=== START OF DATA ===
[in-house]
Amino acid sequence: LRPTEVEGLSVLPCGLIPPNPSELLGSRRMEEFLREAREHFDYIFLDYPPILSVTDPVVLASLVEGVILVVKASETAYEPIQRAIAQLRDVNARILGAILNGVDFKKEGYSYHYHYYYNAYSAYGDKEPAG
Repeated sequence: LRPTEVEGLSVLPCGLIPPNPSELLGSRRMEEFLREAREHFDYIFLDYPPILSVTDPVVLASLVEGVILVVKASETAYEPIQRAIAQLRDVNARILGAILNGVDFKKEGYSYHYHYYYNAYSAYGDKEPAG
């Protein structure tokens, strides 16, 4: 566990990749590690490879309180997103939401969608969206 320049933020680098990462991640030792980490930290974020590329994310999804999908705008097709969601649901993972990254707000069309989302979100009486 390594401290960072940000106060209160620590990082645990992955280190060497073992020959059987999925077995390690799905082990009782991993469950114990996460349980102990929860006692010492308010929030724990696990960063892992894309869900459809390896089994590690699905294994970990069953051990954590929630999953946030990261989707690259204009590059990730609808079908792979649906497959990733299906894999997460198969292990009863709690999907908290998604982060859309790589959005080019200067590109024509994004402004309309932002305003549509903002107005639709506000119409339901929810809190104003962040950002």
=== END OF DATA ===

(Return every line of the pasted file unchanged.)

[in-house]
Amino acid sequence: LRPTEVEGLSVLPCGLIPPNPSELLGSRRMEEFLREAREHFDYIFLDYPPILSVTDPVVLASLVEGVILVVKASETAYEPIQRAIAQLRDVNARILGAILNGVDFKKEGYSYHYHYYYNAYSAYGDKEPAG
Repeated sequence: LRPTEVEGLSVLPCGLIPPNPSELLGSRRMEEFLREAREHFDYIFLDYPPILSVTDPVVLASLVEGVILVVKASETAYEPIQRAIAQLRDVNARILGAILNGVDFKKEGYSYHYHYYYNAYSAYGDKEPAG
């Protein structure tokens, strides 16, 4: 566990990749590690490879309180997103939401969608969206 320049933020680098990462991640030792980490930290974020590329994310999804999908705008097709969601649901993972990254707000069309989302979100009486 390594401290960072940000106060209160620590990082645990992955280190060497073992020959059987999925077995390690799905082990009782991993469950114990996460349980102990929860006692010492308010929030724990696990960063892992894309869900459809390896089994590690699905294994970990069953051990954590929630999953946030990261989707690259204009590059990730609808079908792979649906497959990733299906894999997460198969292990009863709690999907908290998604982060859309790589959005080019200067590109024509994004402004309309932002305003549509903002107005639709506000119409339901929810809190104003962040950002």